WEDNESDAY, Nov. 21, 2018 — For patients with diabetes, those switching from low-deductible to high-deductible insurance have increased delays in seeking care and diagnostic testing for macrovascular symptoms and for first procedure-based treatment, according to a study published online Nov. 20 in the Annals of Internal Medicine.
J. Frank Wharam, M.B., B.Ch., M.P.H., from Harvard Medical School in Boston, and colleagues conducted an observational longitudinal comparison of matched groups to examine the impact of transition from low-deductible to high-deductible insurance plans in diabetes. Data were included for 33,957 persons with diabetes who were continuously enrolled in low-deductible insurance plans followed by up to four years in high-deductible plans and for a control group of 294,942 persons with diabetes enrolled in low-deductible plans.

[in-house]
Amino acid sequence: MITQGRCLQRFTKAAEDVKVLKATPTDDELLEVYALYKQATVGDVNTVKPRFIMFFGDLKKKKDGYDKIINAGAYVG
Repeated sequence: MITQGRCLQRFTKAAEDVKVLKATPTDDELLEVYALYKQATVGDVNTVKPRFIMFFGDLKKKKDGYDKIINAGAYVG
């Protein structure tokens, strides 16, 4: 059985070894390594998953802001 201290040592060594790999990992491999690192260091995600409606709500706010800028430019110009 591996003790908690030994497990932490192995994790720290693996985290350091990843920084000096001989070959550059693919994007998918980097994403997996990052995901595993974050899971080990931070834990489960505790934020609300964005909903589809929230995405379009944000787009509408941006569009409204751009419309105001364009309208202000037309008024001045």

The researchers found no between-group differences at baseline. During follow-up, the high-deductible group had delays of 1.5, 1.9, and 3.1 months for seeking care for the first major macrovascular symptom, for the first diagnostic test for macrovascular symptoms, and for the first procedure-based treatment, respectively.
“These results suggest that patients with diabetes who are switched to high-deductible health plans are affected by the increased out-of-pocket costs they face for medical services,” the authors write.
One author disclosed financial ties to the health insurance industry.
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Posted: November 2018
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